So we want to make sure that anything we do takes into account the cattle’s need for safety and calm. We don’t want to upset the cattle. We don’t want to disturb them in any way. It’s not safe for the cattle; it’s not safe for the humans who are working with them. So we just want to make sure everyone’s calm.
It is interesting that some of this discussion is so seasonally dependent. During the summer when the cattle are grazing small grass paddocks, they are accustomed to moving every day and they get into a rhythm of eagerly following us to fresh grass. But during the winter when they are spread across larger fields, it takes more work to round them up into a bunch and then to get them to move as a unit.
I found two stories this week that corroborate my observations about the power of cattle to improve diversity in the landscape. I don’t claim that cattle will always be the solution to any problem, but I do believe that when managed well, they can be the solution to a broad range of problems.
Minecraft and Cattlecraft
There’s some fascinating work coming out of Chihuahua Mexico related to mine reclamation. After displacing an entire hill for mining, mine operators bulldoze the spoils back into place leaving a bare rubble pile. Part of their responsibility for environmental remediation includes planting vegetation, but this is challenging due to the aridity of desert environment and the amount of topsoil disruption.
The unique solution being tested is using cattle to biologically activate the topsoil and also using them to establish plants. There’s a lengthy podcast interview here where rancher Enrique Guerrero describes his experimental work in using cattle to jumpstart topsoil formation in the middle of a pile of bare rocks and dirt.
The mine operators covered the bare bulldozed ground with native grass seeds. Then they sheeted the entire surface with a thick bedding of chopped cornstalks and straw. Enrique brought in 99 cows and one bull, placed them in tightly fenced rectangular blocks. The cattle were fed and housed in one particular paddock per day, and then moved to a new paddock the next day. As the cattle moved across the mountain, they trampled the mulch into contact with the soil, added their manure and urine, and in doing so created a high-moisture, high-fertility mat for successful seedling germination.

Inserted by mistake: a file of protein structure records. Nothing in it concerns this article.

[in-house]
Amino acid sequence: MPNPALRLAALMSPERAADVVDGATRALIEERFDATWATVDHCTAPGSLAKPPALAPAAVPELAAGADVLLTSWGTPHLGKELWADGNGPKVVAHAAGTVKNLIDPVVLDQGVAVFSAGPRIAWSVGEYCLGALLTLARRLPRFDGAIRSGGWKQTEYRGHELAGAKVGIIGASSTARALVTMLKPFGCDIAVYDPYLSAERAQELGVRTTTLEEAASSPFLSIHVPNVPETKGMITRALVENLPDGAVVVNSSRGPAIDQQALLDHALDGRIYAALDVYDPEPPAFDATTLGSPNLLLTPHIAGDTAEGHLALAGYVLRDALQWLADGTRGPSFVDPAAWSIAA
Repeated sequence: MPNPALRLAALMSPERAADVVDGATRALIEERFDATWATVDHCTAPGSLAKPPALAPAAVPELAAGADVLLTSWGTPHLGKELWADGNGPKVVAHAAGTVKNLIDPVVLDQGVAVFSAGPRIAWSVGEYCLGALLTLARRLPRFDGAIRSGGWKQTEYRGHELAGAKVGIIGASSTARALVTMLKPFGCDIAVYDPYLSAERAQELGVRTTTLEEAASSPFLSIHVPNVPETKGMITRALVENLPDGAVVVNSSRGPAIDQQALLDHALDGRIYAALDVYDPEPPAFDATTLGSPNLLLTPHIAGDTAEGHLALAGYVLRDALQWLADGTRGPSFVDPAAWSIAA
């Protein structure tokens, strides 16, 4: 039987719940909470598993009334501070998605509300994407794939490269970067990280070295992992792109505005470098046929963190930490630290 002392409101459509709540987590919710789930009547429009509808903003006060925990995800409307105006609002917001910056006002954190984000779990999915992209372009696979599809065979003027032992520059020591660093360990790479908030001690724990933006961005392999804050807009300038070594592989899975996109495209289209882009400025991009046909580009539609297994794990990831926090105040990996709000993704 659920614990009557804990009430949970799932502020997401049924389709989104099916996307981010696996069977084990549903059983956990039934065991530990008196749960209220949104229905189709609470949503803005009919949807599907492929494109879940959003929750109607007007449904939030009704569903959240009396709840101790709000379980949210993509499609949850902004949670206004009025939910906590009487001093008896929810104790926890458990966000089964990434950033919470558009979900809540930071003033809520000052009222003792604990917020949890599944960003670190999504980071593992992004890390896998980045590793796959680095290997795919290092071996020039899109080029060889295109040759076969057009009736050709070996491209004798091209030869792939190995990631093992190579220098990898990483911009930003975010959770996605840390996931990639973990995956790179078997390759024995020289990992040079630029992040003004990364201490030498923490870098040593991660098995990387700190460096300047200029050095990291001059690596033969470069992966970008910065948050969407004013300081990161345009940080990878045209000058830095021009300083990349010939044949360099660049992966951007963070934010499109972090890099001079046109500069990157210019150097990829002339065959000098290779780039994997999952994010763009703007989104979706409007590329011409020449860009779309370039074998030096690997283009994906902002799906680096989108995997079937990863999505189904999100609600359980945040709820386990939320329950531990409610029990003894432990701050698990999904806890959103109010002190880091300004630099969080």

Grass is now back on this mountain. But not just grass. Birds, deer, and turkeys are moving in. The cattle aren’t simply growing plants, they are ushering in an overall life cycle renewal.
The cattle in this project were fed a grain supplement, which of course is something we never do on our farm. But I’m not here to poke at that. I think similar landscape results could have be accomplished in feeding cattle high quality grass hay without the need for grain. The point is that cattle can be transformative in an otherwise ruined environment.
Take a look at the following video. It contains a lot of self-adulation by the mining company, so be prepared for that. I suppose mining operations don’t get a lot of chances to present themselves as heroes, so they lay it on thick.
For the most interesting view, skip forward to the 4:07 mark and look at the aerial shots of the mountain as the grass is beginning to grow. You can see all the green squares where the cattle have been and then compare that to the completely bare patches where they haven’t yet grazed.
Cows and Biodiversity in Vernal Pools
The University of California published a write up on the effect of grazing cattle on vernal ponds. These are seasonal ponds that form during rainy periods, but for most of the year they remain dry. The pools are home to many unique and endangered plant species.
In the 1970s and 1980s, conservationists fenced ponds to exclude livestock in hopes of preserving these habitats. Instead of helping, they learned that the protected plant species lost ground as other plants began invading the vernal pools. The ecosystems were dysfunctional when grazing animals were excluded from them.